If laws, systems, and technology don't help people navigate their local social environment, they get ignored. For example, most states have laws on the books, dating from past eras of unionization, against most of contemporary corporate America's worse labor practices. The laws go unenforced, because nobody has both the social clout to get them enforced and the incentive to do so.

This echoes the old saying that amateurs talk about legislation and pros talk about implementation.

38:

Next, you're going to tell me that puppies die, aren't you? [sniff]

LOL.

39:

Complicated characters that do evil but still love their children and are kind to pets really bother a lot of readers.

Indeed. They're too true-to-life. They are also very interesting and also quite instructive. Some people even find such characters sexy.

K.J. Parker's "Engineer Trilogy" went a little too far down that road for my taste, but I also blame the (anti-)hero's implausible luck and planning, and Parker's habit of lovingly building characters and scenery, only to trash them.

My wife is in your camp, however. She reads SF to get away from assholes, so I usually don't recommend the darker stuff to her.

40:

Sorry, Jay. I believe that government and laws are useful tools. I'm not big on living in Mad Max-land. Thanks. [shrug]

41:

I wasn't saying that government and laws aren't useful. I was saying that they are inevitably human, and necessarily reflect the priorities of the humans who comprise the system.

42:

So, I'm wondering just how bad an anti-hero we can get away with?

Something that author Mark Lawrence has been dealing with his protagonist of Jorg. He has gotten some very decidedly strong defenders and detractors for his character.

43:

I'm wondering just how bad an anti-hero we can get away with?

Pretty bad. File off the serial numbers, tweak the endings and you could make a hero of Stalin or Hitler pretty easily, while Mao is a hero to many. Most action heroes are nasty ol' bastards when you look at them right. (E.g. William Gravel, or just about any other Warren Ellis character.)

But to echo what was said earlier, don't make your character offensive. Readers will put up with just about any sort of evil, but offend propriety and you're toast. Murderers and rapists are OK, but no creeps or jerks, please.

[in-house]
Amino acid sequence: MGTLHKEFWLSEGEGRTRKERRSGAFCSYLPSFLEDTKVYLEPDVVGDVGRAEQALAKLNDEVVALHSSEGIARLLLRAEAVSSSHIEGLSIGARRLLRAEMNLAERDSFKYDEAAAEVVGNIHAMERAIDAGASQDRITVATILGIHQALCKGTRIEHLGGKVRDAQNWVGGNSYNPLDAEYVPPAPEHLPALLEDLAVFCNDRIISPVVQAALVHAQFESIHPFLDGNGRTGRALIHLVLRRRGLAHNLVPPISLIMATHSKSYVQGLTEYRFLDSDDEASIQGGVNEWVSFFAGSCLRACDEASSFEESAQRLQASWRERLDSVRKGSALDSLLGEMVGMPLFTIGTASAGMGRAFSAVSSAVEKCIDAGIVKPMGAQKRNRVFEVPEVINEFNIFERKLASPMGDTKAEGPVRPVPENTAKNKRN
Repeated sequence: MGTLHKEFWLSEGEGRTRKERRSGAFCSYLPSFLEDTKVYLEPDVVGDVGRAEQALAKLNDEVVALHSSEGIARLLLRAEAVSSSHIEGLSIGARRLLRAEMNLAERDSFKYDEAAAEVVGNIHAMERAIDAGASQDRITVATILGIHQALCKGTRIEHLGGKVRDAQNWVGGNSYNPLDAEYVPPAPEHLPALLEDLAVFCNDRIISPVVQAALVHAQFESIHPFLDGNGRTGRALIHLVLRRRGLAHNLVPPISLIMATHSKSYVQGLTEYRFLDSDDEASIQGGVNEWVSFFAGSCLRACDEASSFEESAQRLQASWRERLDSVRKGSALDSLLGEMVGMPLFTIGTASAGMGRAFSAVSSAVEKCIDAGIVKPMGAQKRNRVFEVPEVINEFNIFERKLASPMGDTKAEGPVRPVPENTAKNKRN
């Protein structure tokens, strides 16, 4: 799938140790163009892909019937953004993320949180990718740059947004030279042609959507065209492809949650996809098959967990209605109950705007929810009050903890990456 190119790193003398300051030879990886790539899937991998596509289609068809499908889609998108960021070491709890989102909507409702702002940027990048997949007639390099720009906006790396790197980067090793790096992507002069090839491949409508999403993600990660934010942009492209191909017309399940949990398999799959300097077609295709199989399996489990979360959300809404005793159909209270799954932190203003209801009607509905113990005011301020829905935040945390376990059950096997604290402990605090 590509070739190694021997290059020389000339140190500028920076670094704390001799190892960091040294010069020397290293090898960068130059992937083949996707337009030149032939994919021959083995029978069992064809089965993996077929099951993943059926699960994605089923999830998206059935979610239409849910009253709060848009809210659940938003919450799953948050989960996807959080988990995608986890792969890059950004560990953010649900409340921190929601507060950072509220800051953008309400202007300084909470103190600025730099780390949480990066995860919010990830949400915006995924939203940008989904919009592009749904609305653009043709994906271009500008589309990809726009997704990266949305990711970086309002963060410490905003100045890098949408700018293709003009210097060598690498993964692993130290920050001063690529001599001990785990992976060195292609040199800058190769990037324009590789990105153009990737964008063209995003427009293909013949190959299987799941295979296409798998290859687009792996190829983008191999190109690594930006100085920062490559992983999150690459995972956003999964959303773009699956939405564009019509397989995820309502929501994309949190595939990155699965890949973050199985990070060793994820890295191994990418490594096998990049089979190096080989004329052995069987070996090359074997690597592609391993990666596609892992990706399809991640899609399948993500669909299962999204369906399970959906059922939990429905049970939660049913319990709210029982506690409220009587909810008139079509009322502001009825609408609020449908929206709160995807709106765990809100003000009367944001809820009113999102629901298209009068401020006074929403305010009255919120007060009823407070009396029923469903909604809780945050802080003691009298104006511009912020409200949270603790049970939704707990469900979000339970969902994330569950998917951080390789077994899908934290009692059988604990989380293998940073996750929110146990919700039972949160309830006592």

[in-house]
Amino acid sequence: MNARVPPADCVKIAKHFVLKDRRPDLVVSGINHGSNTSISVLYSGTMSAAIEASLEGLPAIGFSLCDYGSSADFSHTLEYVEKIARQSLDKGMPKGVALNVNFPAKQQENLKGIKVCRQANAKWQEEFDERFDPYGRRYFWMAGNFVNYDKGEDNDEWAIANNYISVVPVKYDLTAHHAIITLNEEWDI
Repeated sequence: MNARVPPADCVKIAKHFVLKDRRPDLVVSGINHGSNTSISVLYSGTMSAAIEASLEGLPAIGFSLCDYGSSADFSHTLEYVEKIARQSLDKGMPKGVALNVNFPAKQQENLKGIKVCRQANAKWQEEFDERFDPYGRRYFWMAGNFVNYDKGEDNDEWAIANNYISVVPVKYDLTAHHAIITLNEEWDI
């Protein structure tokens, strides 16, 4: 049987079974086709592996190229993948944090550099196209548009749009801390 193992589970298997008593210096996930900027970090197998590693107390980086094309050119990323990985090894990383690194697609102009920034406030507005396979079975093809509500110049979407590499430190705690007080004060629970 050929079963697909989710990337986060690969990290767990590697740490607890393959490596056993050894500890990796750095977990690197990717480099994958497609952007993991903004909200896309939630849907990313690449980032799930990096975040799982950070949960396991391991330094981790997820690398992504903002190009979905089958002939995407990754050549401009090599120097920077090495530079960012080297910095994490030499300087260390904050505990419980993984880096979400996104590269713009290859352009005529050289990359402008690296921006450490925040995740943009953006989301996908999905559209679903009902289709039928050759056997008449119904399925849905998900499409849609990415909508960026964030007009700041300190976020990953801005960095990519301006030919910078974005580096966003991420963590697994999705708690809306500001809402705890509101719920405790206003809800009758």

James Ellroy's novels is an exception that tests this rule, but he writes True Crime set in the "bad old days" with unreliable narrators.

44:

I was going to try NaNoWriMo with a story set on the Orient Express in the winter of 1938-39. Austria is part of the German Reich. The rump of Czechoslovakia is in turmoil after the betrayal of Munich.

And a thoroughly professional young lady, carrying secret plans, pitches Otto Skorzeny out of the door of a speeding express train.

Otto Skorzeny is a significant character in a lot of alternate history fiction. On the evidence of his autobiography, he wasn't one of the evil Nazis. And I just don't believe that. He was trying to keep his neck out of a noose, and the things he did admit to were the same sort of things as Allied soldiers had done.

Very briefly, he was in the Austrian SA, their sturmabteilung, which were the thugs which did the rioting on behalf of the Nazi Party. They were an organised paramilitary. And he had enough status in that to be in on the seizure of the Austrian chancery, which allowed the false claim that the Austrian government had asked to be taken over by the Reich. When the invasion of Poland triggered actual war he joined the SS because he was too old for the Luftwaffe. And he was a fairly ordinary Waffen SS officer on the Russian Front. Not a bad guy at all.

Which I so totally do not believe.